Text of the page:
The nation got what the deputy prime minister referred to as "good news" about a dispute with its neighbour to the south. Aluminum tariffs imposed on Canada by the United States were dropped by the U.S.'s current administration. The decision came hours before Canada was set to announce its own retaliatory measures.

Minister of Small Business, Export Promotion and International Trade Mary Ng delivered the news today during a press conference with Deputy Prime Minister and Finance Minister Chrystia Freeland.

"Today, the United States announced their intention to drop these tariffs on imports of Canadian aluminum, retroactive to September the first, 2020," she said, "Canada welcomes this decision."

Similarly, Minister Freeland added that the announcement from the U.S. is "good news."

The United States Trade Representative said in a press release that the U.S. would resume duty-free treatment of Canadian aluminum shortly before the government was set to announce its own tariffs on American imports in retaliation, according to CBC News.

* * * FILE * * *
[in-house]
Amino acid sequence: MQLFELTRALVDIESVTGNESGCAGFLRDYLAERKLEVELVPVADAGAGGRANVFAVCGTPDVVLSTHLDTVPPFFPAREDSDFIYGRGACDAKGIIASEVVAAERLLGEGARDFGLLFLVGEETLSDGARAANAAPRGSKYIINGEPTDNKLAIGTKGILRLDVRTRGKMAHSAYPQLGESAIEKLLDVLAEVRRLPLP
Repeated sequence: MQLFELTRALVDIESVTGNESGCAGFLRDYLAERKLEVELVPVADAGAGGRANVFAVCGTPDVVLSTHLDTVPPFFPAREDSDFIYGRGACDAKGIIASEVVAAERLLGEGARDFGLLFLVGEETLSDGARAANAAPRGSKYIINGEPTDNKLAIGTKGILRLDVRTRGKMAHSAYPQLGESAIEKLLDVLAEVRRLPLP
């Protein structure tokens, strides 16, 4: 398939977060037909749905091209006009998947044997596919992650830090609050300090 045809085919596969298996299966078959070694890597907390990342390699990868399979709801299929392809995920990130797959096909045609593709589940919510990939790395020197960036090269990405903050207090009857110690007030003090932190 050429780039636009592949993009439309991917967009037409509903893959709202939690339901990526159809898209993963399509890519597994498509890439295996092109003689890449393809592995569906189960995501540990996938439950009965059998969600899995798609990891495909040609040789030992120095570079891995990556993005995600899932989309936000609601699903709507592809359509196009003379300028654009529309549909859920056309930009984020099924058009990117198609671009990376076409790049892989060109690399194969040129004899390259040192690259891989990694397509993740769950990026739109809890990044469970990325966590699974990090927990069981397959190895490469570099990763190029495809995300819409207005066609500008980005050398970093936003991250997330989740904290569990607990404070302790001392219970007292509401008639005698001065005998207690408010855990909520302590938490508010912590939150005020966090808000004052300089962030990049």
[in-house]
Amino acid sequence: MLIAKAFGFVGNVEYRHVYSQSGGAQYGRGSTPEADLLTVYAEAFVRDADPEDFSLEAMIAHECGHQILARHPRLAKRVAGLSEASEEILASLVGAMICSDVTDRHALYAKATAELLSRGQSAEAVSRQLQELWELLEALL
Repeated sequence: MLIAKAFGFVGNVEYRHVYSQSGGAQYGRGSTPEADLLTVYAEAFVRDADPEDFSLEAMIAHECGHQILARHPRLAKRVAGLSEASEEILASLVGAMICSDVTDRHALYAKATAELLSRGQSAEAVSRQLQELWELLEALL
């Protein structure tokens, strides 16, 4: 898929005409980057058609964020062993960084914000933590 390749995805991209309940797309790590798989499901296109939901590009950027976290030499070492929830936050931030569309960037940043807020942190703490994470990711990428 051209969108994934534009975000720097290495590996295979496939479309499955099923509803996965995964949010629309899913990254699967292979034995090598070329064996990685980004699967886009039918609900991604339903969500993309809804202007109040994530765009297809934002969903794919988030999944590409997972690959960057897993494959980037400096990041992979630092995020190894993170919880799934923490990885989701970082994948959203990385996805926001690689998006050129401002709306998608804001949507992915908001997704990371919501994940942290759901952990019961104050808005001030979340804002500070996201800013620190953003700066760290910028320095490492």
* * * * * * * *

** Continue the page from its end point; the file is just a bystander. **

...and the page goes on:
However, Ng made it clear that Canada has "not conceded anything," and that the country maintains its right to reimpose dollar for dollar trade measures if the U.S. does the same in the future.

"Canada's motto has always been 'we will not escalate, but we will not back down,'" the minister said.

Ng concluded her statements with a message to all of the workers in the Canadian aluminum industry, saying, "we have your back."

U.S. President Donald Trump made the announcement that he would be reimposing tariffs on Canadian aluminum while visiting a whirlpool factory in Ohio on August 6.

"Canada was taking advantage of us, as usual," he said at the time, adding that the country was being "unfair" to the United States and its aluminum workers.

Freeland was quick to respond to this statement, calling the reintroduced measures "unwarranted and unacceptable."

"Canadian aluminum does not undermine US national security," she said, "Canadian aluminum strengthens US national security and has done so for decades through unparalleled cooperation between our two countries."

Tariffs have been a point of contention between the two countries since Trump introduced new ones on Canadian goods two years ago.

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